Cyberbullying Less Frequent than Traditional Bullying
(ORLANDO, Fla.) -- Bullying is an age-old problem that has taken on a new dimension with the Internet. With the introduction of social networking and mobile devices, gone are the days when a young student being bullied at school could simply go home to get away from antagonizers.
But a new study presented to the American Psychological Association finds old-fashioned bullying is still far more common than the cyber version.
"Claims by the media and researchers that cyberbullying has increased dramatically and is now the big school bullying problem are largely exaggerated," psychologist Dan Olweus of the University of Bergen, Norway, said in a statement. "There is very little scientific support to show that cyberbullying has increased over the past five to six years, and this form of bullying is actually a less frequent phenomenon."
Olweus and researchers surveyed 450,000 of U.S. students in grades three to 12.
On average, the researchers reported, 18 percent said they had been verbally bullied while only five percent said they had been cyberbullied. Although conversely 10 percent said they had bullied others and three percent said they had cyberbullied others.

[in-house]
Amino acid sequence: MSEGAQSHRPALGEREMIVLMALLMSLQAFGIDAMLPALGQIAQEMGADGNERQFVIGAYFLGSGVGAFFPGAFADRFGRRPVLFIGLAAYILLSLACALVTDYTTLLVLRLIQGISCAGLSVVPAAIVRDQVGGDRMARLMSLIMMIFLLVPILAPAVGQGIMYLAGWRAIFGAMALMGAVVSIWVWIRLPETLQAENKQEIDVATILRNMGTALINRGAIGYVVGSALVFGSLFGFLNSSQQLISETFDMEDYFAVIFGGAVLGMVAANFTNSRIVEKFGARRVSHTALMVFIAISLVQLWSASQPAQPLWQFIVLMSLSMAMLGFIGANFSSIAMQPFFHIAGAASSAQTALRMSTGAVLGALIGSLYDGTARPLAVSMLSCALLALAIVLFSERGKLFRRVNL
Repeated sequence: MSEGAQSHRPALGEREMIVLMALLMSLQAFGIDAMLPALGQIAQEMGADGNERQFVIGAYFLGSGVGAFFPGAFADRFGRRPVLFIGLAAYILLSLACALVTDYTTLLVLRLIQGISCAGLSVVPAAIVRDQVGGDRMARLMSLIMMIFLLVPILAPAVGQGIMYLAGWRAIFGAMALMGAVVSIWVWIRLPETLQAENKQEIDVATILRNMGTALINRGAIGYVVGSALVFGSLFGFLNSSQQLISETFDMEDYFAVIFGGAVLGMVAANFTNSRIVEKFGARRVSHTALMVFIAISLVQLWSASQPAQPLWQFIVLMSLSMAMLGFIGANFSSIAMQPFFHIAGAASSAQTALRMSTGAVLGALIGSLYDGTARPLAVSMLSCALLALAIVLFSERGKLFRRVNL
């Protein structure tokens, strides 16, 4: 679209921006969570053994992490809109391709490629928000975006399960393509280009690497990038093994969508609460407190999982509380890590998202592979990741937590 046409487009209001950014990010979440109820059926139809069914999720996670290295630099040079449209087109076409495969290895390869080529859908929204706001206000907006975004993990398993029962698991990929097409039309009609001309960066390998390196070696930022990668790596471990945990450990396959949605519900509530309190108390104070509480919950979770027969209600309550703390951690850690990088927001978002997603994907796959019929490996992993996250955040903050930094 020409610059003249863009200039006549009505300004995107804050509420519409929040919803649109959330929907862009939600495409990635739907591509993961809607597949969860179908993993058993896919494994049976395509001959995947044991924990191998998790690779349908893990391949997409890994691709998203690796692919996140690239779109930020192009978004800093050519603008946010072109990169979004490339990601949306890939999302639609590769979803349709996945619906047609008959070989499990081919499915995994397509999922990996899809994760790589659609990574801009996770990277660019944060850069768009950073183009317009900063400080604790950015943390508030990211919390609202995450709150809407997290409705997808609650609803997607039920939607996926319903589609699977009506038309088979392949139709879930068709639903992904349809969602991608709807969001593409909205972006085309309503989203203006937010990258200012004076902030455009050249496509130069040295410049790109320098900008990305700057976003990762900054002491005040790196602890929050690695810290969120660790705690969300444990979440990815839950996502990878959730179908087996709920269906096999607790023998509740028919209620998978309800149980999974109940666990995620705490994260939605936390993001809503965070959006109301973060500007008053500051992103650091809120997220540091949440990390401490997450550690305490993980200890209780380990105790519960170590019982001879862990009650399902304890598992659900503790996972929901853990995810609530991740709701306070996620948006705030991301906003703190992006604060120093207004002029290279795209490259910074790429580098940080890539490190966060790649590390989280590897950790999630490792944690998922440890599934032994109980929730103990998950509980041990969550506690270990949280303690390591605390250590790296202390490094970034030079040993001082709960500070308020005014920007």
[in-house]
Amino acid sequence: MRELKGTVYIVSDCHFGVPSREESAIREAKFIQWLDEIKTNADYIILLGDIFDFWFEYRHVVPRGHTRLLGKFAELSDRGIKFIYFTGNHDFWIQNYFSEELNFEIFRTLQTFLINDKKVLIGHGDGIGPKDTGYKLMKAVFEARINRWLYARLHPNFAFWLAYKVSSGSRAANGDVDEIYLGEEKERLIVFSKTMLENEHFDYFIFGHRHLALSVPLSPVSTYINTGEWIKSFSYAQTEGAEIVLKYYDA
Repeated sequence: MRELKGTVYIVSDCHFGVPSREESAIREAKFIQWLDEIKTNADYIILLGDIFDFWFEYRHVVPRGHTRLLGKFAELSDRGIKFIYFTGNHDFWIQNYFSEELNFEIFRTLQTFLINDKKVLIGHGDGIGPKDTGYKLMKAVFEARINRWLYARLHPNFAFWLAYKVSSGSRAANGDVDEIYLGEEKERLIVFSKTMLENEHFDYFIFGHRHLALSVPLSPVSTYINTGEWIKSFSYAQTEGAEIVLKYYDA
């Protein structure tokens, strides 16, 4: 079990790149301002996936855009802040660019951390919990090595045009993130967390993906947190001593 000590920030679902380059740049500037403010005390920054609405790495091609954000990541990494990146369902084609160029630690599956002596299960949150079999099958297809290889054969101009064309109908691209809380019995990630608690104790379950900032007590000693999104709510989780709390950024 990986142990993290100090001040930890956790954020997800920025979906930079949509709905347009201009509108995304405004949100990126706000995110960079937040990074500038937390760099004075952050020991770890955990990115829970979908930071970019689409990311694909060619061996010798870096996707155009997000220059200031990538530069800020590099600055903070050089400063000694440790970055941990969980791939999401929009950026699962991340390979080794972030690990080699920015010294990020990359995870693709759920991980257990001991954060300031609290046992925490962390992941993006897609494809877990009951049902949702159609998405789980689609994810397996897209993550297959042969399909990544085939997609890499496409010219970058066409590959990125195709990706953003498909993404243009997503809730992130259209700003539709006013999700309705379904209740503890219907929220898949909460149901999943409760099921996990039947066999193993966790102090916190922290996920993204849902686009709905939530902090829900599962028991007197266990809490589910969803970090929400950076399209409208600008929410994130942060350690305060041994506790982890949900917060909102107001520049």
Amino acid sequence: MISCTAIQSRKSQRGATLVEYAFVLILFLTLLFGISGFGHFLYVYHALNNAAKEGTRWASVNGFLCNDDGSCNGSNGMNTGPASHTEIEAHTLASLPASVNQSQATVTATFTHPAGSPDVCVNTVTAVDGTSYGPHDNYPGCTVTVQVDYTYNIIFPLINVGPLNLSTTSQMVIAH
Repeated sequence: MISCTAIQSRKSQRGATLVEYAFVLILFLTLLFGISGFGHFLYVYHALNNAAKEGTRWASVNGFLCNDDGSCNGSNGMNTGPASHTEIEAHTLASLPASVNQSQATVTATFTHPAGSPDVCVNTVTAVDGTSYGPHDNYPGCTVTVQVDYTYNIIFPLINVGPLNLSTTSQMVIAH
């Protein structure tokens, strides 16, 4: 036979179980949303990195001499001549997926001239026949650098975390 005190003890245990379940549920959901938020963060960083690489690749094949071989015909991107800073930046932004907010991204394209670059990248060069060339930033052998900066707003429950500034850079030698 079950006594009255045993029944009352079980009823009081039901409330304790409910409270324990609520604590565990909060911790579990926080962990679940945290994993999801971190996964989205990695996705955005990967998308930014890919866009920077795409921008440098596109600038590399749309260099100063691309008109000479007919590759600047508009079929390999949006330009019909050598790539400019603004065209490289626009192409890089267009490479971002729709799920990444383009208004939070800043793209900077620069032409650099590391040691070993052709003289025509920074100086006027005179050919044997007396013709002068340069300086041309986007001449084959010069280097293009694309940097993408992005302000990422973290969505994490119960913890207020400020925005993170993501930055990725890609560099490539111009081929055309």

Olweus says that, despite the attention drawn by internet bullies, new media have actually created few new bullies or new victims. He recommends that schools direct most of their efforts in combating traditional bullying.
But, Olweus notes in the study, cyberbullied children, much like targets of traditional bullying, still may suffer from depression, poor self-esteem, anxiety or suicide thoughts.
Still, he says, "it is difficult to know to what extent these problems actually are a consequence of cyberbullying itself. As we've found, this is because the great majority of cyberbullied children and youth are also bullied in traditional ways, and it is well documented that victims of traditional bullying suffer from the bad treatment they receive."
"Nonetheless, there are some forms of cyberbullying -- such as having painful or embarrassing pictures or videos posted -- which almost certainly have negative effects. It is therefore important also to take cyberbullying seriously both in research and prevention," Olweus says.
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